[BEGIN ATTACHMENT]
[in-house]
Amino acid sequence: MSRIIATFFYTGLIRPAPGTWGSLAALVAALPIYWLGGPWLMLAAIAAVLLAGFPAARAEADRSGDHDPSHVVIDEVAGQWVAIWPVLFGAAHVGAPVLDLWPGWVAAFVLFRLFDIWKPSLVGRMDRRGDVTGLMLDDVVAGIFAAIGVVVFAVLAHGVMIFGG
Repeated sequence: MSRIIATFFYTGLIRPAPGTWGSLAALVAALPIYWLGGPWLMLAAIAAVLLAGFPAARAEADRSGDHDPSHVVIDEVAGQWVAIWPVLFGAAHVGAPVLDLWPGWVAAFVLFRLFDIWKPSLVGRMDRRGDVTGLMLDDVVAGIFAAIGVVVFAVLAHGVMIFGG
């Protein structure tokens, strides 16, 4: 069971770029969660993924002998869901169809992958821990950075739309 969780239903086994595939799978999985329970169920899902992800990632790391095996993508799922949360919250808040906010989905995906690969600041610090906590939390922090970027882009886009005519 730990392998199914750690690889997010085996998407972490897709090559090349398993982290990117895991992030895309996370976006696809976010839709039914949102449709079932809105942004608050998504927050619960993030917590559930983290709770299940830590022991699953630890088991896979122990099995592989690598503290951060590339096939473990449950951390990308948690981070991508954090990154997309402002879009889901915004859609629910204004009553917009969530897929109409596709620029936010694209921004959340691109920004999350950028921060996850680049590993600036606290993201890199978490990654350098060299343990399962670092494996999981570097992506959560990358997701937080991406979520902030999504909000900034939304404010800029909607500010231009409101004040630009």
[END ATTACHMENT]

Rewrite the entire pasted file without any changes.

[in-house]
Amino acid sequence: MSRIIATFFYTGLIRPAPGTWGSLAALVAALPIYWLGGPWLMLAAIAAVLLAGFPAARAEADRSGDHDPSHVVIDEVAGQWVAIWPVLFGAAHVGAPVLDLWPGWVAAFVLFRLFDIWKPSLVGRMDRRGDVTGLMLDDVVAGIFAAIGVVVFAVLAHGVMIFGG
Repeated sequence: MSRIIATFFYTGLIRPAPGTWGSLAALVAALPIYWLGGPWLMLAAIAAVLLAGFPAARAEADRSGDHDPSHVVIDEVAGQWVAIWPVLFGAAHVGAPVLDLWPGWVAAFVLFRLFDIWKPSLVGRMDRRGDVTGLMLDDVVAGIFAAIGVVVFAVLAHGVMIFGG
């Protein structure tokens, strides 16, 4: 069971770029969660993924002998869901169809992958821990950075739309 969780239903086994595939799978999985329970169920899902992800990632790391095996993508799922949360919250808040906010989905995906690969600041610090906590939390922090970027882009886009005519 730990392998199914750690690889997010085996998407972490897709090559090349398993982290990117895991992030895309996370976006696809976010839709039914949102449709079932809105942004608050998504927050619960993030917590559930983290709770299940830590022991699953630890088991896979122990099995592989690598503290951060590339096939473990449950951390990308948690981070991508954090990154997309402002879009889901915004859609629910204004009553917009969530897929109409596709620029936010694209921004959340691109920004999350950028921060996850680049590993600036606290993201890199978490990654350098060299343990399962670092494996999981570097992506959560990358997701937080991406979520902030999504909000900034939304404010800029909607500010231009409101004040630009």